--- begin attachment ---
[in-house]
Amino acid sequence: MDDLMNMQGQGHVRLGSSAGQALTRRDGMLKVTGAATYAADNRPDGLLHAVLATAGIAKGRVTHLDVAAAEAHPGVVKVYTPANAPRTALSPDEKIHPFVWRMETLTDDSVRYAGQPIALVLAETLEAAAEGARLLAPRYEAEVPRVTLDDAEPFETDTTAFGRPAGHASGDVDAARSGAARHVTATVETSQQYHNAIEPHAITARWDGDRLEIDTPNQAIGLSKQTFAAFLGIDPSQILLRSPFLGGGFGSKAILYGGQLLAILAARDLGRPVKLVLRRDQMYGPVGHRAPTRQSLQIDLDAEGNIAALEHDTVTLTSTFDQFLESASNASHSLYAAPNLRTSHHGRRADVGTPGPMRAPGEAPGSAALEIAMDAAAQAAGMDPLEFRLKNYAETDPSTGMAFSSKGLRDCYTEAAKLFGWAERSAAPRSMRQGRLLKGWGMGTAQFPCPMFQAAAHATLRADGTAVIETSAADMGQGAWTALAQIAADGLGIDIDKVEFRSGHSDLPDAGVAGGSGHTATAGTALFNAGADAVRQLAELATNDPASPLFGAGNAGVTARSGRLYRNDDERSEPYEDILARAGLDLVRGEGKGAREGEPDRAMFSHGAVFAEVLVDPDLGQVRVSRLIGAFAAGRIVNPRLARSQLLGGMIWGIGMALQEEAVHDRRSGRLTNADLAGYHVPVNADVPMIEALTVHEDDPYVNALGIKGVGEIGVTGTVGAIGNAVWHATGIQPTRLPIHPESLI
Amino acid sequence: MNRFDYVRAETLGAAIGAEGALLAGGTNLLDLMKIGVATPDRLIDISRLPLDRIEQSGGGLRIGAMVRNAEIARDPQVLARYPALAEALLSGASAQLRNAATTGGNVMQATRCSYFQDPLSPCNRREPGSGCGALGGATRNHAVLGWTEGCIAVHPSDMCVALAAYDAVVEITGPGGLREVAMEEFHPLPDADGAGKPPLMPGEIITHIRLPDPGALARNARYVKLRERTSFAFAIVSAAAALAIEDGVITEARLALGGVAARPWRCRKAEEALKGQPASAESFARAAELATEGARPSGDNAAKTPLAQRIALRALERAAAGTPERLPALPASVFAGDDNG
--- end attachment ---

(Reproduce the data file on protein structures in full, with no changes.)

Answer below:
[in-house]
Amino acid sequence: MDDLMNMQGQGHVRLGSSAGQALTRRDGMLKVTGAATYAADNRPDGLLHAVLATAGIAKGRVTHLDVAAAEAHPGVVKVYTPANAPRTALSPDEKIHPFVWRMETLTDDSVRYAGQPIALVLAETLEAAAEGARLLAPRYEAEVPRVTLDDAEPFETDTTAFGRPAGHASGDVDAARSGAARHVTATVETSQQYHNAIEPHAITARWDGDRLEIDTPNQAIGLSKQTFAAFLGIDPSQILLRSPFLGGGFGSKAILYGGQLLAILAARDLGRPVKLVLRRDQMYGPVGHRAPTRQSLQIDLDAEGNIAALEHDTVTLTSTFDQFLESASNASHSLYAAPNLRTSHHGRRADVGTPGPMRAPGEAPGSAALEIAMDAAAQAAGMDPLEFRLKNYAETDPSTGMAFSSKGLRDCYTEAAKLFGWAERSAAPRSMRQGRLLKGWGMGTAQFPCPMFQAAAHATLRADGTAVIETSAADMGQGAWTALAQIAADGLGIDIDKVEFRSGHSDLPDAGVAGGSGHTATAGTALFNAGADAVRQLAELATNDPASPLFGAGNAGVTARSGRLYRNDDERSEPYEDILARAGLDLVRGEGKGAREGEPDRAMFSHGAVFAEVLVDPDLGQVRVSRLIGAFAAGRIVNPRLARSQLLGGMIWGIGMALQEEAVHDRRSGRLTNADLAGYHVPVNADVPMIEALTVHEDDPYVNALGIKGVGEIGVTGTVGAIGNAVWHATGIQPTRLPIHPESLI
Amino acid sequence: MNRFDYVRAETLGAAIGAEGALLAGGTNLLDLMKIGVATPDRLIDISRLPLDRIEQSGGGLRIGAMVRNAEIARDPQVLARYPALAEALLSGASAQLRNAATTGGNVMQATRCSYFQDPLSPCNRREPGSGCGALGGATRNHAVLGWTEGCIAVHPSDMCVALAAYDAVVEITGPGGLREVAMEEFHPLPDADGAGKPPLMPGEIITHIRLPDPGALARNARYVKLRERTSFAFAIVSAAAALAIEDGVITEARLALGGVAARPWRCRKAEEALKGQPASAESFARAAELATEGARPSGDNAAKTPLAQRIALRALERAAAGTPERLPALPASVFAGDDNG